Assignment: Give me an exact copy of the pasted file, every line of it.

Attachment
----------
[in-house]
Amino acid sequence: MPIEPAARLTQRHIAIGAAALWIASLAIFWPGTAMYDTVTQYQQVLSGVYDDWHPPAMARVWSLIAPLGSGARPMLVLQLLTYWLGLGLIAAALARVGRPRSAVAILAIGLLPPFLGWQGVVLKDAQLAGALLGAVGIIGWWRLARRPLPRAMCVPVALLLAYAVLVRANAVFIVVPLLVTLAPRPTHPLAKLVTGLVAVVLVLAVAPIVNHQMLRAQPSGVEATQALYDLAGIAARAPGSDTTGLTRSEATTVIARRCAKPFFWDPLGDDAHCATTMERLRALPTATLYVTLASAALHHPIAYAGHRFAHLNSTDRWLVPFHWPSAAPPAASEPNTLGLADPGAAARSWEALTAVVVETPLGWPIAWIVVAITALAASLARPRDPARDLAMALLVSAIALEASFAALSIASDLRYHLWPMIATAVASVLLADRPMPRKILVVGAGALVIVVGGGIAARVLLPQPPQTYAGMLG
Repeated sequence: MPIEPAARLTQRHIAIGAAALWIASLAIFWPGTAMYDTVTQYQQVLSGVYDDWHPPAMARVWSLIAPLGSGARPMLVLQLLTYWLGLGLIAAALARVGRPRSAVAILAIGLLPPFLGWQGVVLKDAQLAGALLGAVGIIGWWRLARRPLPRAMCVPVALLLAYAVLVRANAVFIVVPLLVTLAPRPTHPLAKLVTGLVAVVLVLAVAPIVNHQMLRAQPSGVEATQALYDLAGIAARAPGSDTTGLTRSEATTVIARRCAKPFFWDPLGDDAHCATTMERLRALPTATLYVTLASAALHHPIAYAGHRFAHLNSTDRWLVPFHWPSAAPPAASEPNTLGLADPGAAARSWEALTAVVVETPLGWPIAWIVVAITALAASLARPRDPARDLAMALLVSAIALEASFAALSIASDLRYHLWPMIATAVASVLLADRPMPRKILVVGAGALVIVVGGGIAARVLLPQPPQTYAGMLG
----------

[in-house]
Amino acid sequence: MPIEPAARLTQRHIAIGAAALWIASLAIFWPGTAMYDTVTQYQQVLSGVYDDWHPPAMARVWSLIAPLGSGARPMLVLQLLTYWLGLGLIAAALARVGRPRSAVAILAIGLLPPFLGWQGVVLKDAQLAGALLGAVGIIGWWRLARRPLPRAMCVPVALLLAYAVLVRANAVFIVVPLLVTLAPRPTHPLAKLVTGLVAVVLVLAVAPIVNHQMLRAQPSGVEATQALYDLAGIAARAPGSDTTGLTRSEATTVIARRCAKPFFWDPLGDDAHCATTMERLRALPTATLYVTLASAALHHPIAYAGHRFAHLNSTDRWLVPFHWPSAAPPAASEPNTLGLADPGAAARSWEALTAVVVETPLGWPIAWIVVAITALAASLARPRDPARDLAMALLVSAIALEASFAALSIASDLRYHLWPMIATAVASVLLADRPMPRKILVVGAGALVIVVGGGIAARVLLPQPPQTYAGMLG
Repeated sequence: MPIEPAARLTQRHIAIGAAALWIASLAIFWPGTAMYDTVTQYQQVLSGVYDDWHPPAMARVWSLIAPLGSGARPMLVLQLLTYWLGLGLIAAALARVGRPRSAVAILAIGLLPPFLGWQGVVLKDAQLAGALLGAVGIIGWWRLARRPLPRAMCVPVALLLAYAVLVRANAVFIVVPLLVTLAPRPTHPLAKLVTGLVAVVLVLAVAPIVNHQMLRAQPSGVEATQALYDLAGIAARAPGSDTTGLTRSEATTVIARRCAKPFFWDPLGDDAHCATTMERLRALPTATLYVTLASAALHHPIAYAGHRFAHLNSTDRWLVPFHWPSAAPPAASEPNTLGLADPGAAARSWEALTAVVVETPLGWPIAWIVVAITALAASLARPRDPARDLAMALLVSAIALEASFAALSIASDLRYHLWPMIATAVASVLLADRPMPRKILVVGAGALVIVVGGGIAARVLLPQPPQTYAGMLG